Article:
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Is a “Bad Bank” The Answer?

As banks struggle to navigate the financial crisis, a late report from the WSJ suggests the feds may create a government bank that would buy up bad assets.

And earlier in the day Citigroup revealed that it is, in fact, splitting into two operating units -- going forward with its own version of a "good bank/bad bank" strategy.

Good Bank

Citigroup's core commercial, retail and investment banking worldwide -- the good bank -- will be reorganized as Citicorp and led by Citigroup Chief Executive Vikram Pandit.

Bad Bank

The other unit -- to be called Citi Holdings -- will include brokerage, retail asset management, consumer finance and a pool of risky assets. The bank is considering selling off Citi Holdings assets, or letting them mature.

The retail brokerage assets include its remaining stake in Smith Barney, and Nikko Cordial Securities, as well as Primerica Financial Services.

The bank said it was searching for someone to run Citi Holdings.

Critics of the bank, who argue it had become too big and complex to manage, have demanded a break-up for some time, although most envisioned Citigroup splitting into separately capitalized companies, instead of separate operating units consolidated onto the same balance sheet.

Bridge Banks

Will it work? Fast Money consulted former FDIC Chairman Bill Seidman who also had to deal with collapsing banks when he ran the FDIC during the S&L crisis.

He likes the general concept and reminded the gang that during his tenure at the FDIC he created bridge banks. In this case the feds seized banks that were insolvent and then, “as soon as possible sold it back to the private sector.”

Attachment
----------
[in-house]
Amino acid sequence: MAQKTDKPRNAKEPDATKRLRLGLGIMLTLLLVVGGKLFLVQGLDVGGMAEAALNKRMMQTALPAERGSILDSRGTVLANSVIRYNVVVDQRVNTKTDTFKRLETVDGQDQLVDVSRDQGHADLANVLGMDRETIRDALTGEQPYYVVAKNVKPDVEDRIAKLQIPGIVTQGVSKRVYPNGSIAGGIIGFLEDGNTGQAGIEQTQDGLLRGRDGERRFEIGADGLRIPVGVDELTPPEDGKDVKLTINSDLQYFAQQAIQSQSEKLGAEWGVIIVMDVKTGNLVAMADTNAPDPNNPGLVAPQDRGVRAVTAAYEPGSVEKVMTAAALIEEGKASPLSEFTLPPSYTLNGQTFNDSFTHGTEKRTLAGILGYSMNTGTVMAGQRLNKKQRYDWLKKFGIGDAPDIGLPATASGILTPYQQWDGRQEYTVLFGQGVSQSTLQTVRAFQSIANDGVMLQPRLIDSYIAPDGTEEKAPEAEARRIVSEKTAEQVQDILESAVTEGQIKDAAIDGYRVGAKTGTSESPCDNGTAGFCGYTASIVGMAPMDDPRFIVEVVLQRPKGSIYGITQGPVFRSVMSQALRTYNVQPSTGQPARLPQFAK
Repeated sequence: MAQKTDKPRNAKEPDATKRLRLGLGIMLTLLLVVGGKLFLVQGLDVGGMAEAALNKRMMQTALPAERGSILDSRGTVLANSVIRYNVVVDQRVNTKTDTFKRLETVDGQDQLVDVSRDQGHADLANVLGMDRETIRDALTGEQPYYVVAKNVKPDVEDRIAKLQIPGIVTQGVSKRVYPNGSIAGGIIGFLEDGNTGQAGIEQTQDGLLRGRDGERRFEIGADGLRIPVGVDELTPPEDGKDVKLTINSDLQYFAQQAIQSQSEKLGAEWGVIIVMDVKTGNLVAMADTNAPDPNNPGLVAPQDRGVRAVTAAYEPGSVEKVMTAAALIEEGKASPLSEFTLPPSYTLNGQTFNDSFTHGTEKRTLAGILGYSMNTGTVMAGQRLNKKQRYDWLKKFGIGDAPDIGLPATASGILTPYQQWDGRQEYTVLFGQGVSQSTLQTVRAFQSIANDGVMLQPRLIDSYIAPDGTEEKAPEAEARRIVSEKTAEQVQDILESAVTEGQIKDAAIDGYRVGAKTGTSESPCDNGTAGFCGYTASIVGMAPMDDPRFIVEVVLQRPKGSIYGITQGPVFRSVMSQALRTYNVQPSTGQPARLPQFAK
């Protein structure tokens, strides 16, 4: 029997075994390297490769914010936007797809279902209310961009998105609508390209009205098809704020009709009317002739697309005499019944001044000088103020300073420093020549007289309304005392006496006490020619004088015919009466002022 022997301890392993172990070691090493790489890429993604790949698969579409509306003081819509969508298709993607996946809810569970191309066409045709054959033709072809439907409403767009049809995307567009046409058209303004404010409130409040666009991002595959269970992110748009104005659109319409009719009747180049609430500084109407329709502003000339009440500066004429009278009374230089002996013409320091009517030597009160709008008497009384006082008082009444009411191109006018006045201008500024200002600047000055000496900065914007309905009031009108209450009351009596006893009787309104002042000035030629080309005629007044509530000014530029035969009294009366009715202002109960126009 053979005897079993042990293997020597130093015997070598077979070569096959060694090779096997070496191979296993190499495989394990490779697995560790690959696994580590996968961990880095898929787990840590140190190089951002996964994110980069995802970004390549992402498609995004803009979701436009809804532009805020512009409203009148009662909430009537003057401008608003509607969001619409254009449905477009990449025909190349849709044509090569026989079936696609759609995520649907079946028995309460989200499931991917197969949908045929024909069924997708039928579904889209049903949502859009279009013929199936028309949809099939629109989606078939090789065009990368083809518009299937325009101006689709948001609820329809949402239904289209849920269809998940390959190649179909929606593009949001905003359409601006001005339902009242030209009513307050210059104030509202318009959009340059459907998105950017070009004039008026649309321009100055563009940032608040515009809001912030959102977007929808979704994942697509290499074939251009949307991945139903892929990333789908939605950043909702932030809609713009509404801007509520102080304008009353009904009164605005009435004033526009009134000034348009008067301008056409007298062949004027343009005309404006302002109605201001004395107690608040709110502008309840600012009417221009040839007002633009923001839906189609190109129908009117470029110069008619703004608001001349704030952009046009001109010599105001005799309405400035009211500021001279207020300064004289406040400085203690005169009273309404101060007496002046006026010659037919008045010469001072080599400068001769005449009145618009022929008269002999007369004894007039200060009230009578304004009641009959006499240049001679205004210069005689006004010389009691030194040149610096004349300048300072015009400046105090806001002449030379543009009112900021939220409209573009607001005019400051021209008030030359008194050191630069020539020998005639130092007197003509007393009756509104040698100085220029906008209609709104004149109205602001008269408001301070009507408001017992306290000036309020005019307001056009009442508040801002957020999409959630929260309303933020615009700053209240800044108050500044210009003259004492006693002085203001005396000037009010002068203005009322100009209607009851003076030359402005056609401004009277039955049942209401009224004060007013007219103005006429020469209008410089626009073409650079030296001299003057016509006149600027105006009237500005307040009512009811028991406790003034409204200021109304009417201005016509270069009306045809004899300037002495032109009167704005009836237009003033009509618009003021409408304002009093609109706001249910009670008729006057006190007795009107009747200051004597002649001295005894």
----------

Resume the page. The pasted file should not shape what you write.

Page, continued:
However, if the government follows a similar strategy it won’t go well for anyone holding common stock. “If you create a bridge bank shareholders lose everything.”

Is there a trade here?

If the government sets up a bad bank it’s probably bullish for the market, says Tim Seymour. You could get long the S&P .

I would also get long crude oil and things that are massively deflated, adds Joe Terranova.

I think it will end poorly, counters Jeff Macke. So far it always has....

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Trader disclosure: On Jan 16, 2009, the following stocks and commodities mentioned or intended to be mentioned on CNBC’s Fast Money were owned by the Fast Money traders; Macke Owns (C), (BAC), (SDS), (TM), (MCD), (DIS), (MSFT); Seymour Owns (AAPL), (BAC), (EEM), (F), (COP); Finerman's Firm Owns (DSX), (MSFT), (COP); Finerman's Firm Is Short (IYR), (IJR), (IWM), (MDY), (SPY), (USO), (VNO), (BBT), (COF);

Terranova Is Co-Portfolio Manager Of The Virtus Diversifier PHOLIO; Virtus Diversifier PHOLIO Owns (IGE), (DBC), (DBV)

Virtus Investment Partners Owns More Than 1% Of (ABD), (ARE), (BIG), (DLR), (EPR), (EXR), (IGE), (SLB), (MAC), (DBC), (DBV), (SKT), (UA), (CLB); Virtus Investment Partners Owns More Than 1% Of Seagate Tax Refund Rights; Virtus Investment Partners Owns More Than 1% Of Corporate Office Properties Trust SBI MD; Virtus Investment Partners Owns More Than 1% Of Goldman Sachs Financial Square Fund - Money Market Fund